Sparkle’s Tavern

cineflyer & Golden City Gallery present:
Curt McDowell’s Sparkle’s Tavern
Friday, June 17, 2011 at 9PM
Golden City Fine Art
211 Pacific Avenue

Before attending the screening in October, 1992, I’d been talking with friends about the mixed-up family dynamics of American values. `Imagine,’ I said, `a family so lost that the mother is scrubbing the bathtub while her son takes his shower.’

Welcome to Sparkle’s Tavern, a bizarre little hole-in-the-wall. In the Convenience Parlor in the back of the tavern are four more holes in the `Suck Stalls.’ When the chorus girls and headliner Sparkle aren’t singing and dancing, they’re servicing the leather-cowboy patrons. Buster, the proprietor (and Sparkle’s gay brother) runs around nervous all the time and occasionally helps out at the stalls: `All this [fluid] is going to give me the runs,’ he says at one point. These siblings are terrified that their fragile, obsessive-compulsive mother will one day discover her children’s secrets. When gang leader Jock `rapes’ Sparkle in his apartment already full of `whiskey-laden, naked’ bodies, his jealous, white-trash girlfriend, Brenda (comparable to actress Yvette Mimieux), spills the beans about Beth Sue (Sparkle) and her non-sensual, highly dramatic Mom. This info allows Jock to blackmail Buster and seize control of his tavern. Jock sends an invitation to Mrs. Blake for a free night at the tavern…

Sparkle’s Tavern is a lusty, bizarre, sexually-dripping marvel of the emotional dangers in a dysfunctional family crippled with secrets and lost passions. Marion Eaton as Mrs. Blake is the marvelously pinched backbone of this body of decadence and Dionysian mania. After the `enlightenment,’ Buster is stunned that his kooky, closed mother comes to his tavern. She brings a mysterious guest, Mr. Pupik (`pupik’ is Yiddish for belly button), who sings revealing jingles and eats things like Christmas candy wrapped in slices of olive loaf.

Several incest references unfold. There’s a terrific scene where the mother, emotionally inside herself, slides onto the kitchen floor, and in her print dress flows through a protracted orgasm; it’s at first hilarious, then embarrassing, then glorious! Although her wish was granted instantaneously (she relived her entire life, this time without moral stresses), the orgasm was a kind of residue from the experience. Now everyone else wants to try it!

Director Curt McDowell died of AIDS in June 1987. Primary shooting of the film was done in two months in 1976, but it took eight years to finance and finish. An NEA grant finally secured McDowell’s film. It was meant to open at the 1984 Seattle International Film Festival (SIFF), but the print and borrowed projectors couldn’t play the film and the premiere was a disaster. It returned to San Francisco but has never before been shown in the Northwest. 1992’s new premiere was the time to see this film, and it makes sense that it took so long. The complex moral issues of AIDS threaten to dam up our sexualities. Let this film pull the plug!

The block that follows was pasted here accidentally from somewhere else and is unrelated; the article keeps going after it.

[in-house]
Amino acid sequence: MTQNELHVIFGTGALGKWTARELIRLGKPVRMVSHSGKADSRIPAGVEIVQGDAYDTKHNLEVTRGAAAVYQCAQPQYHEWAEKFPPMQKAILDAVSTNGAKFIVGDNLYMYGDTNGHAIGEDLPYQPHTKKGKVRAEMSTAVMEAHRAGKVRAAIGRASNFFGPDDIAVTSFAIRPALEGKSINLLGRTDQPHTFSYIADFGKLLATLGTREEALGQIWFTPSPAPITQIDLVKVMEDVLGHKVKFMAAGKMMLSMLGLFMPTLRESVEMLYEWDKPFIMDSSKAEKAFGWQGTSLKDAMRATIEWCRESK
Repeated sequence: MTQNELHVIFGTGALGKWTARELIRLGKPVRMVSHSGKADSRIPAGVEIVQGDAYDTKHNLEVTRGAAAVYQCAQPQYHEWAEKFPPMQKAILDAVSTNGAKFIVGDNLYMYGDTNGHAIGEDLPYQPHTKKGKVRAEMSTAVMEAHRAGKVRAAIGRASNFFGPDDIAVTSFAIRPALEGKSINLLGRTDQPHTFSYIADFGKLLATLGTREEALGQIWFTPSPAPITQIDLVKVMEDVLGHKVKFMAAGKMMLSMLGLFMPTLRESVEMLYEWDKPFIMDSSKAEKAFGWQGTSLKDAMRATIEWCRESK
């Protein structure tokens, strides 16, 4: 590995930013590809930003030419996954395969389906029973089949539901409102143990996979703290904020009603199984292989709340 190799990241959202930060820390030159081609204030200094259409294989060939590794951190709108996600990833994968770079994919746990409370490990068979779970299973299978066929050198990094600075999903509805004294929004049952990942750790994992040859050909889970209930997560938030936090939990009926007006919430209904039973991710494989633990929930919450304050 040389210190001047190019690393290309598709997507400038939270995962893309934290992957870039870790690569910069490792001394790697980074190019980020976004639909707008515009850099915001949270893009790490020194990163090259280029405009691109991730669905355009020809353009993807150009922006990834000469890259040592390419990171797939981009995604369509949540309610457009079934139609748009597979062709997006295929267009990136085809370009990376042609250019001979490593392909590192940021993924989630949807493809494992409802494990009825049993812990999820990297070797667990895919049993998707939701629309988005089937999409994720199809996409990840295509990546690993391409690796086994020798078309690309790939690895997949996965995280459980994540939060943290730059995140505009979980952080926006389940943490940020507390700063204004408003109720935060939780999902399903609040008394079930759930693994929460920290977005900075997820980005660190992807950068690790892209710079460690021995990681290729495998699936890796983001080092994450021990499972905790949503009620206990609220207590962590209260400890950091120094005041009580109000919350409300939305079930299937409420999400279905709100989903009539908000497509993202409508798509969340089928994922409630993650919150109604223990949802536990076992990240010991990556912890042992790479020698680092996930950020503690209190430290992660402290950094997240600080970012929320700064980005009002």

McDowell preferred to make sex films. Actor and fellow filmmaker George Kuchar told me that McDowell `had lost interest in the film because it didn’t have hard-core pornography.’ The four-stall fellatio scene is still highly suggestive – and hilarious! The `rape’ scene is undeniably sexy, especially with the others crawling on the floor. Said Kuchar, `Curt was unhappy about casting his sister, Melinda, as Sparkle, because he felt she trailed off in her dialogue and singing.’ Melinda’s Sparkle comes off as lethargic and highly eroticized – a kind of schoolgirl Mae West, superlative to David Lynch’s `Laura Palmer’ of Twin Peaks.

Kuchar also said McDowell wrote the clever, cliché-parodying story while high on acid in Yosemite National Park. The film is autobiographical, with Buster representing McDowell. Its humor, nerve and unconscious logic blow away the strangling, goof-ball irrelevancies of dubiously avant-garde filmmakers John Waters and Andy Warhol. Masturbation for McDowell is part of a sexual catalog, not a closed system of self-conscious art.

Sparkle’s Tavern is also visually dense. Unlike McDowell’s previous film of shadows on white walls (Thundercrack) the sets here – all built in a loft – are crowded with rambling wallpapers covered with flowers, fruit, or significantly, wide-eyed children dressed as adults.

The moral is to find relaxation in the release of moral turpitude by separating judgement from sexuality. This is the key to recapturing one’s sexual freedom and expression in the age of AIDS, a finely evocative legacy by Curt McDowell. – Frederic E. Kahler


~ by cineflyer on June 8, 2011.

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